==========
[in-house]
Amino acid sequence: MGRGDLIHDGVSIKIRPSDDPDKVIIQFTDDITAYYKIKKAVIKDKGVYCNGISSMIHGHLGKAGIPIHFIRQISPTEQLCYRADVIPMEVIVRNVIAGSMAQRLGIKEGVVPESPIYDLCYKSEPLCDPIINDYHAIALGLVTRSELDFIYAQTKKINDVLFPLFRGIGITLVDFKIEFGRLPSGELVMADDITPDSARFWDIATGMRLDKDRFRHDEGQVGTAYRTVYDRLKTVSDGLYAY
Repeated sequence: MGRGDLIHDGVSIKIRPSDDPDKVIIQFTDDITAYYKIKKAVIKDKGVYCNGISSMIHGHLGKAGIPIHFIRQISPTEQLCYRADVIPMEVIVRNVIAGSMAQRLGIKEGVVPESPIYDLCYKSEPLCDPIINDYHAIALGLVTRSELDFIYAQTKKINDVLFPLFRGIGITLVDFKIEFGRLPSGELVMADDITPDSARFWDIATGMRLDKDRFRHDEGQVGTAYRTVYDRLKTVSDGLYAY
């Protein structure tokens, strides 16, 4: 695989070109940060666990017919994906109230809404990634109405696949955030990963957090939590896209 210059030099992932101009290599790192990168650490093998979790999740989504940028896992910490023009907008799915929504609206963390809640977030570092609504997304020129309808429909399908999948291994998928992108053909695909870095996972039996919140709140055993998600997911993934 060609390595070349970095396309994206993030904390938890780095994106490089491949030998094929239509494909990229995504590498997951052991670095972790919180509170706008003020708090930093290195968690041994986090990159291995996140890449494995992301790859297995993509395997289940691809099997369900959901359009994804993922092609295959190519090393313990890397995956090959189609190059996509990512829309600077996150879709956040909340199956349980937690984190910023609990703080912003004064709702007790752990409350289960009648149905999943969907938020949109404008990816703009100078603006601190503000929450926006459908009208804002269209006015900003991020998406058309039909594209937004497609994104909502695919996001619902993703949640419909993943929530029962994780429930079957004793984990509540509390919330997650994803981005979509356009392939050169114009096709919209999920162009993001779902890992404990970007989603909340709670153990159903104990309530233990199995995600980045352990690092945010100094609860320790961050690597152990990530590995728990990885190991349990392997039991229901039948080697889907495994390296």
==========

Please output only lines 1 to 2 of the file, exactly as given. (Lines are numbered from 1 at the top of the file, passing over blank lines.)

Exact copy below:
[in-house]
Amino acid sequence: MGRGDLIHDGVSIKIRPSDDPDKVIIQFTDDITAYYKIKKAVIKDKGVYCNGISSMIHGHLGKAGIPIHFIRQISPTEQLCYRADVIPMEVIVRNVIAGSMAQRLGIKEGVVPESPIYDLCYKSEPLCDPIINDYHAIALGLVTRSELDFIYAQTKKINDVLFPLFRGIGITLVDFKIEFGRLPSGELVMADDITPDSARFWDIATGMRLDKDRFRHDEGQVGTAYRTVYDRLKTVSDGLYAY